HMB, or Î²-Hydroxy Î²-Methylbutyrate, first came to the attention of bodybuilders in the 1990s when The EAS weightlifting supplements catalog began hawking it as the next creatine. Its purported benefits included enhanced muscle growth, reduced muscle breakdown, and better recovery from hard workouts.
While it never gained the popularity of creatine or whey protein, HMB did generate considerable buzz and scientific research, and it’s still around 20 years after it debuted.
Here is a rundown of how HMB might help you build new muscle mass.
Increased Protein Synthesis
It’s long been known that the branched-chain amino acids, or BCAAs, show an ability to increase protein synthesis in the human body. Of the three BCAAs — leucine, isoleucine, and valine — leucine has been shown to be a particularly strong booster of protein synthesis.
While the mechanism for this uptick is not completely understood, the net result is that leucine helps to move you toward a state of positive nitrogen balance, where you’re producing more protein than you’re breaking down.
Since leucine can be metabolized along with muscle, one theory holds that it could be the metabolites of leucine that impart its protein-building powers. To test this hypothesis, English researchers administered leucine or HMB alone to groups of subjects and found that both groups experienced increased protein synthesis. The effect was more pronounced in the leucine group, perhaps suggesting that HMB and one or more other metabolites are responsible for leucine’s muscle-building might.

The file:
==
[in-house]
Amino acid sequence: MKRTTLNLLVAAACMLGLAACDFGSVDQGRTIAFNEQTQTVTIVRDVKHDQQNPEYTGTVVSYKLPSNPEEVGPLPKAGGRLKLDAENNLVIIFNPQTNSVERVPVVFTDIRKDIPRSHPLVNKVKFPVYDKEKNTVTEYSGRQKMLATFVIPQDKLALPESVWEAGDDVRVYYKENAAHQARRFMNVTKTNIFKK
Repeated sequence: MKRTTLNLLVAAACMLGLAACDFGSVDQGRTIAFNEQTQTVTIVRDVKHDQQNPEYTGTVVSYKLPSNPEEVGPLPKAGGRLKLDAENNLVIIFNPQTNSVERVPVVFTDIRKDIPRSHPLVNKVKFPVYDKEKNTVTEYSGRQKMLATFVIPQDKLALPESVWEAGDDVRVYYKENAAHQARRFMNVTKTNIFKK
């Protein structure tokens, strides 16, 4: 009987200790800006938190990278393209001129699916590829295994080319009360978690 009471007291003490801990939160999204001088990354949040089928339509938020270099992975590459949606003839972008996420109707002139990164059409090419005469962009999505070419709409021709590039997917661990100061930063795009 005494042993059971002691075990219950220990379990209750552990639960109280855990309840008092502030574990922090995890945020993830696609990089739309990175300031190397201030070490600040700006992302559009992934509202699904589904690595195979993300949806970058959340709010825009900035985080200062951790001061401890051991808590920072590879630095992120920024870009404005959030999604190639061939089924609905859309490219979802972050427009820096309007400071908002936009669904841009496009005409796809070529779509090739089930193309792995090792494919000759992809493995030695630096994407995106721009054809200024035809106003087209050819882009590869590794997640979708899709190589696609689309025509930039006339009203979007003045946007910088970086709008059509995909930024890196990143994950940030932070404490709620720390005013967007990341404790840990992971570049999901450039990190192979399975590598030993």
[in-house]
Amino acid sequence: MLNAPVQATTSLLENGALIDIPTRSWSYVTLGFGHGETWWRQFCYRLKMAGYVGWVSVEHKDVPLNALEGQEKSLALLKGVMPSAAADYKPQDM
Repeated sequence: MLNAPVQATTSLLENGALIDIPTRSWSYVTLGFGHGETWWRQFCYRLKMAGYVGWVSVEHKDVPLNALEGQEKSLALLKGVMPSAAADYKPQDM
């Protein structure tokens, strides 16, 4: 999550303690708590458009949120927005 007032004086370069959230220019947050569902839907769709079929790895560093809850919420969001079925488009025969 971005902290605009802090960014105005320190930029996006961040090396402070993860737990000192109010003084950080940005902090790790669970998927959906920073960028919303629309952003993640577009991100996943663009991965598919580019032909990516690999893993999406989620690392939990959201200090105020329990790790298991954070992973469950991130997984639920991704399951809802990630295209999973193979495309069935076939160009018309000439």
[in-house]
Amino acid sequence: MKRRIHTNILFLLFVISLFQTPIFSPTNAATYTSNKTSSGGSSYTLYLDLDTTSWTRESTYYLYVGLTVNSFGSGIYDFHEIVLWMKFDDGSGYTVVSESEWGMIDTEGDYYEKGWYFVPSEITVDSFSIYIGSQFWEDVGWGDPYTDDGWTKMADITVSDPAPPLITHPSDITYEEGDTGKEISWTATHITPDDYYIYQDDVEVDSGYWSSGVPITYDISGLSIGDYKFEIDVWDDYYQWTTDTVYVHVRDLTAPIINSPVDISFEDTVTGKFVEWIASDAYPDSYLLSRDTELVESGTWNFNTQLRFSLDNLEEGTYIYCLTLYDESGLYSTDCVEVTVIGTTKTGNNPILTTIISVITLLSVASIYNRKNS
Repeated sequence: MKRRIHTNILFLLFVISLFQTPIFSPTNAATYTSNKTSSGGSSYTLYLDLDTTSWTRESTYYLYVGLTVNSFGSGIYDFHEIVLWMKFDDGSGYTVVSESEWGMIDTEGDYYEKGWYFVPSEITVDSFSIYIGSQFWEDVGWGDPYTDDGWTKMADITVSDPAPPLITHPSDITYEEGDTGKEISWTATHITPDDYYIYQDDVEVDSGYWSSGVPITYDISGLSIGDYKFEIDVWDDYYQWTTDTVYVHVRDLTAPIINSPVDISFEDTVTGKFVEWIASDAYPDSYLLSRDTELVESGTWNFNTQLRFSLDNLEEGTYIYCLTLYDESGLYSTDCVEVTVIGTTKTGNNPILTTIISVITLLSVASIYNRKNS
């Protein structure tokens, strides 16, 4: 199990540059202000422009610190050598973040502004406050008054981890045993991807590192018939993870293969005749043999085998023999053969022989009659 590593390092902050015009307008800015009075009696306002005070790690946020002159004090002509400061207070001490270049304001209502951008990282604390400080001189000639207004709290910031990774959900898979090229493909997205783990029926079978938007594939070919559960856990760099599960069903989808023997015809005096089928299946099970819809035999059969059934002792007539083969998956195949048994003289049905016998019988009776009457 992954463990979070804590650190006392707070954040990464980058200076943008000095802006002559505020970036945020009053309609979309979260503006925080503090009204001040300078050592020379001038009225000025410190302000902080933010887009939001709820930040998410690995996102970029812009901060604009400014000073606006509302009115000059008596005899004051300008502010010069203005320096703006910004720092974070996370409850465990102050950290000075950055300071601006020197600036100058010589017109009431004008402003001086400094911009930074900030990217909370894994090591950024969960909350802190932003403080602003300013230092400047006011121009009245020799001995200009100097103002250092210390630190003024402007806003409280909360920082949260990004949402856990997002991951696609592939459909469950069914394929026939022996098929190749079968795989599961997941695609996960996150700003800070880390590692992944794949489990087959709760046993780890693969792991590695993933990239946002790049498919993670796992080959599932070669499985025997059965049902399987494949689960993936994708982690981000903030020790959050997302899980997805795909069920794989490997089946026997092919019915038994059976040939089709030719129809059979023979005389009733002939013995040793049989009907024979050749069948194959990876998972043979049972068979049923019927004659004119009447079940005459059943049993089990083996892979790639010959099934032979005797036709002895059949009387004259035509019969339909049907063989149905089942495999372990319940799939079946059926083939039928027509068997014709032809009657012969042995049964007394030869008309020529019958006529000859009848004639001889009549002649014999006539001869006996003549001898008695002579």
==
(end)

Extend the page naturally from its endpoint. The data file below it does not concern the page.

Reduced Protein Breakdown
That same study out of the United Kingdom found that the HMB group also experienced a reduced rate of protein breakdown when compared to baseline levels. What’s more, the effect was insulin-independent, which means it didn’t really matter what was happening with blood sugar or insulin when subjects took their HMB.
A 2008 literature review from the University of Illinois also concluded that HMB supplementation suppressed proteolysis, or muscle breakdown, even among untrained subjects. The effects were similar for groups of lifters, and HMB has even been shown to spare protein among certain populations of cancer patients and others with wasting diseases.
The net result of increased protein synthesis coupled with reduced proteolysis should be new muscle mass, and much of the available literature points to that conclusion. The Illinois review cited above, for example, reports on several studies that show statistically significant gains in lean body mass over the course of a few weeks when athletes consume HMB supplements.
A more subjective finding, but still important for training intensity and overall recovery, is that many of the subjects involved in HMB studies have reported a decrease in the severity and duration of delayed onset muscle soreness, or DOMS, when taking HMB.
Not for Everyone
To be fair, not all of the available studies show improvements in performance or muscle turnover rates due to HMB supplementation, particularly among athletes. The Illinois researchers speculate on reasons for the differences in results among studies, and possibilities range from inadequate (small) sample sizes to an inability or unwillingness of the subjects to follow the suggested protocol.
Sticking to any supplement regimen is a concern, not only in studies, but in real life, too. Most of the HMB studies and experts suggest that up to three grams per day — maybe more in some extreme cases — are required to see ergogenic benefits. Are you willing to take in that much of one substance each day? Can you afford it?
Those are questions that only you and your doctor can answer, and you should always consult with him before introducing any new supplement to your regimen.
There is enough available evidence, though, to suggest that HMB “works” for a large swath of users, and it just might help you build extra muscle.